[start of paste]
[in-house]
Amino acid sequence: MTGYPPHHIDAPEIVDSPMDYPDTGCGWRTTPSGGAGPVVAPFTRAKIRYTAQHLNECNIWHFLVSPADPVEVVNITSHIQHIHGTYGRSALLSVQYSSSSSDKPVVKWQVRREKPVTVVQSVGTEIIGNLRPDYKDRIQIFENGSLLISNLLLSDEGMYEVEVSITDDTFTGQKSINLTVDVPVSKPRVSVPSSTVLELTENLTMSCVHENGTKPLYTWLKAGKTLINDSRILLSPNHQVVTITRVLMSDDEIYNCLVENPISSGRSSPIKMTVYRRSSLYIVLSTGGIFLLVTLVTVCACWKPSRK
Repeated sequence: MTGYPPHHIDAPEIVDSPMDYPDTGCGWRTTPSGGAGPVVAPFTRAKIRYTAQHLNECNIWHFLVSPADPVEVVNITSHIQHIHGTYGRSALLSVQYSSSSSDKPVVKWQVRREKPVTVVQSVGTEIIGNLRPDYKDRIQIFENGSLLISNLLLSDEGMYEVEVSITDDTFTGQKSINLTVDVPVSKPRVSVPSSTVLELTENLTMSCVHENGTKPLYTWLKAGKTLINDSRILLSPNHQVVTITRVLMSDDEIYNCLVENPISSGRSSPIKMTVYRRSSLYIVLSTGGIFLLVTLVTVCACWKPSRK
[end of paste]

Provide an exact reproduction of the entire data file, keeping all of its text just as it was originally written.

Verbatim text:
[in-house]
Amino acid sequence: MTGYPPHHIDAPEIVDSPMDYPDTGCGWRTTPSGGAGPVVAPFTRAKIRYTAQHLNECNIWHFLVSPADPVEVVNITSHIQHIHGTYGRSALLSVQYSSSSSDKPVVKWQVRREKPVTVVQSVGTEIIGNLRPDYKDRIQIFENGSLLISNLLLSDEGMYEVEVSITDDTFTGQKSINLTVDVPVSKPRVSVPSSTVLELTENLTMSCVHENGTKPLYTWLKAGKTLINDSRILLSPNHQVVTITRVLMSDDEIYNCLVENPISSGRSSPIKMTVYRRSSLYIVLSTGGIFLLVTLVTVCACWKPSRK
Repeated sequence: MTGYPPHHIDAPEIVDSPMDYPDTGCGWRTTPSGGAGPVVAPFTRAKIRYTAQHLNECNIWHFLVSPADPVEVVNITSHIQHIHGTYGRSALLSVQYSSSSSDKPVVKWQVRREKPVTVVQSVGTEIIGNLRPDYKDRIQIFENGSLLISNLLLSDEGMYEVEVSITDDTFTGQKSINLTVDVPVSKPRVSVPSSTVLELTENLTMSCVHENGTKPLYTWLKAGKTLINDSRILLSPNHQVVTITRVLMSDDEIYNCLVENPISSGRSSPIKMTVYRRSSLYIVLSTGGIFLLVTLVTVCACWKPSRK